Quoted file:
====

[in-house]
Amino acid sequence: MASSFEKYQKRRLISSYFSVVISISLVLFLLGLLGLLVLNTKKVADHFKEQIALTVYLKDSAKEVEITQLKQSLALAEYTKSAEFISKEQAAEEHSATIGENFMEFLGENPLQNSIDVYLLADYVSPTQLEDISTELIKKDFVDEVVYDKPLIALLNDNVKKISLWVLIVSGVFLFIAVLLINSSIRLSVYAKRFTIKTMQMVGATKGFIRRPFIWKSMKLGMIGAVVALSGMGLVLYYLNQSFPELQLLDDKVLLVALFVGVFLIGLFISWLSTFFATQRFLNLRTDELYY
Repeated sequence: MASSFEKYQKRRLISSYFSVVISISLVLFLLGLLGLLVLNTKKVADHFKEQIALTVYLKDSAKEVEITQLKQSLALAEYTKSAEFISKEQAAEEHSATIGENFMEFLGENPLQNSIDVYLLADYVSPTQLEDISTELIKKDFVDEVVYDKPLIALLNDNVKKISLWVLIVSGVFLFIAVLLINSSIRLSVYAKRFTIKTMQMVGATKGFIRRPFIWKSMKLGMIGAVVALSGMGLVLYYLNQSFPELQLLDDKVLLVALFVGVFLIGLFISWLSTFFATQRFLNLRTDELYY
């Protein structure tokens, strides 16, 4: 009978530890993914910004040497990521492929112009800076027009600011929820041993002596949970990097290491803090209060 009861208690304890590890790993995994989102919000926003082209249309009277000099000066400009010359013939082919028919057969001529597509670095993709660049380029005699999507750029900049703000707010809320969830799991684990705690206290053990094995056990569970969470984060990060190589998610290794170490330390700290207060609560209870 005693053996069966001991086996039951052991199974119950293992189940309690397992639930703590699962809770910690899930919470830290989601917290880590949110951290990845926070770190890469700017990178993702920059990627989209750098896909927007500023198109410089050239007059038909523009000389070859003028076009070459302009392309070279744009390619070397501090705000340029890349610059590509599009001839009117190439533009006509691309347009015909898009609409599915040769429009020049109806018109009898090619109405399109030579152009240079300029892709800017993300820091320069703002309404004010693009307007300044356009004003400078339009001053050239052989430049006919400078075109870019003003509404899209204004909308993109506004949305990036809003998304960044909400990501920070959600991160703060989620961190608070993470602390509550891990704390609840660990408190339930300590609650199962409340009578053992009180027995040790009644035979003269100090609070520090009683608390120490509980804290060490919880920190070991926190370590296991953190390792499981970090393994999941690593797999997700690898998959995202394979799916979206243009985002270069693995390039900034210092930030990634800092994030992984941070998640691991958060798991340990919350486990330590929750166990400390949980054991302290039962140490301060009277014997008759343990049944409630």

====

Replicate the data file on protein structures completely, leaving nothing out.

[in-house]
Amino acid sequence: MASSFEKYQKRRLISSYFSVVISISLVLFLLGLLGLLVLNTKKVADHFKEQIALTVYLKDSAKEVEITQLKQSLALAEYTKSAEFISKEQAAEEHSATIGENFMEFLGENPLQNSIDVYLLADYVSPTQLEDISTELIKKDFVDEVVYDKPLIALLNDNVKKISLWVLIVSGVFLFIAVLLINSSIRLSVYAKRFTIKTMQMVGATKGFIRRPFIWKSMKLGMIGAVVALSGMGLVLYYLNQSFPELQLLDDKVLLVALFVGVFLIGLFISWLSTFFATQRFLNLRTDELYY
Repeated sequence: MASSFEKYQKRRLISSYFSVVISISLVLFLLGLLGLLVLNTKKVADHFKEQIALTVYLKDSAKEVEITQLKQSLALAEYTKSAEFISKEQAAEEHSATIGENFMEFLGENPLQNSIDVYLLADYVSPTQLEDISTELIKKDFVDEVVYDKPLIALLNDNVKKISLWVLIVSGVFLFIAVLLINSSIRLSVYAKRFTIKTMQMVGATKGFIRRPFIWKSMKLGMIGAVVALSGMGLVLYYLNQSFPELQLLDDKVLLVALFVGVFLIGLFISWLSTFFATQRFLNLRTDELYY
């Protein structure tokens, strides 16, 4: 009978530890993914910004040497990521492929112009800076027009600011929820041993002596949970990097290491803090209060 009861208690304890590890790993995994989102919000926003082209249309009277000099000066400009010359013939082919028919057969001529597509670095993709660049380029005699999507750029900049703000707010809320969830799991684990705690206290053990094995056990569970969470984060990060190589998610290794170490330390700290207060609560209870 005693053996069966001991086996039951052991199974119950293992189940309690397992639930703590699962809770910690899930919470830290989601917290880590949110951290990845926070770190890469700017990178993702920059990627989209750098896909927007500023198109410089050239007059038909523009000389070859003028076009070459302009392309070279744009390619070397501090705000340029890349610059590509599009001839009117190439533009006509691309347009015909898009609409599915040769429009020049109806018109009898090619109405399109030579152009240079300029892709800017993300820091320069703002309404004010693009307007300044356009004003400078339009001053050239052989430049006919400078075109870019003003509404899209204004909308993109506004949305990036809003998304960044909400990501920070959600991160703060989620961190608070993470602390509550891990704390609840660990408190339930300590609650199962409340009578053992009180027995040790009644035979003269100090609070520090009683608390120490509980804290060490919880920190070991926190370590296991953190390792499981970090393994999941690593797999997700690898998959995202394979799916979206243009985002270069693995390039900034210092930030990634800092994030992984941070998640691991958060798991340990919350486990330590929750166990400390949980054991302290039962140490301060009277014997008759343990049944409630």